The majority of Americans reject the idea of putting a limit on the size of soda drinks served in restaurants, according to a new Gallup poll.
Sixty-nine percent of respondents said they would vote against a limit on large sizes of sugary drinks in restaurants, while 30 percent were in favor of the proposal, the nationally representative poll found.
Democrats were more likely than Republicans to support the law. People who earn less than $24,000 yearly were more likely than higher-earners to back the limit, and whites were less likely than other racial groups to support the proposal.
Liberals were more likely than moderates and conservatives to support the measure.
The poll asked: "Suppose that on Election Day you could vote on key issues as well as candidates. Would you vote for or against a law that would limit the size of soft drinks and other sugary beverages served in restaurants to no more than 16 ounces?"
The soda ban proposed by New York City Mayor Michael Bloomberg to help reduce diabetes and obesity rates was struck down by a court in March before taking effect. The court said the law had too many loopholes, was arbitrary, and was unfair to some manufacturers and businesses. Bloomberg's office has appealed the decision.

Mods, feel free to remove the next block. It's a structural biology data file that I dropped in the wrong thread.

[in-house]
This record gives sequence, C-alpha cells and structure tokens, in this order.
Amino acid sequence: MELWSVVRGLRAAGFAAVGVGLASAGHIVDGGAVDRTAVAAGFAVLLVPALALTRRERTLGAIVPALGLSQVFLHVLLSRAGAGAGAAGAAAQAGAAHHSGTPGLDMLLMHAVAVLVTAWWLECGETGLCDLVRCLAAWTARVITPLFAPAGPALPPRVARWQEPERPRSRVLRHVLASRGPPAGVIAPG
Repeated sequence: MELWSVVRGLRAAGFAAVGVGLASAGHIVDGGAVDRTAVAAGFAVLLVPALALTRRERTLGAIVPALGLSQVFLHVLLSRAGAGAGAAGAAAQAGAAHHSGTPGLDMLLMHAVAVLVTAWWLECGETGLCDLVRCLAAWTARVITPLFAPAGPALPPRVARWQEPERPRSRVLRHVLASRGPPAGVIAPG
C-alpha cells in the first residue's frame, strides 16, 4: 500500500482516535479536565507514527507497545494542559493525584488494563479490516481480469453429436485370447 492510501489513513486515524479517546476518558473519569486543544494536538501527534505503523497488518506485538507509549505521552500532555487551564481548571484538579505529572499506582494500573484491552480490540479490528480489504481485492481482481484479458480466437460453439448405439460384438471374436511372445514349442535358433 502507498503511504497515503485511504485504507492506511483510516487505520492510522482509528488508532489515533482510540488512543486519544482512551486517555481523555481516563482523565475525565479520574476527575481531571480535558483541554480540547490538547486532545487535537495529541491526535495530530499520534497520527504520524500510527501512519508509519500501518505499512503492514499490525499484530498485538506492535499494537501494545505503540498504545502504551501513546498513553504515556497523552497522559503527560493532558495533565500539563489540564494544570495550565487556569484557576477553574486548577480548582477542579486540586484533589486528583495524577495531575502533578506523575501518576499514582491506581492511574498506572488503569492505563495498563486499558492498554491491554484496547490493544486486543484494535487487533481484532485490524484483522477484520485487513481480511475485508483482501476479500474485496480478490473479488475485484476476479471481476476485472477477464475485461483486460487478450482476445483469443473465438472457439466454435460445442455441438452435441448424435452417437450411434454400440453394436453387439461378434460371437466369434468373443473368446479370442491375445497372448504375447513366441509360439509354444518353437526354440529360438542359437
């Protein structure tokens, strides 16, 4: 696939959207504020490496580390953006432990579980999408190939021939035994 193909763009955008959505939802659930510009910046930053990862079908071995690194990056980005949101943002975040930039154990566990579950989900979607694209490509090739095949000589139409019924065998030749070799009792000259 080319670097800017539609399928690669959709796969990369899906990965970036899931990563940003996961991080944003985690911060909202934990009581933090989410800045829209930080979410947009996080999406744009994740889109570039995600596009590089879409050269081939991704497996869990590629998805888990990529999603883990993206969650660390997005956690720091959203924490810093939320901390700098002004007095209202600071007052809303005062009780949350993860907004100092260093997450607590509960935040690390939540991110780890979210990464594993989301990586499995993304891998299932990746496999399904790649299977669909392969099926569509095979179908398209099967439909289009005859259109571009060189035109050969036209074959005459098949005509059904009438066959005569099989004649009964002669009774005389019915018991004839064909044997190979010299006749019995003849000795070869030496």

Critics of the law say putting a limit on what people choose to consume is beyond the scope of the government should do, while proponents warn against alarming obesity rates and other health concerns associated with increasingly large food and sugary drinks portions.
In the United States, about 25.6 million people older than 20 (11.3 percent of adults population) have diabetes and more than one-third (35.7 percent) are obese, according to the Centers for Disease Control and Prevention.
In the Gallup poll, even in those groups that were more likely than others to support the ban, the majority of people still said they would vote against the law. For example among Democrats, 62 percent voted against, compared with 37 percent in favor.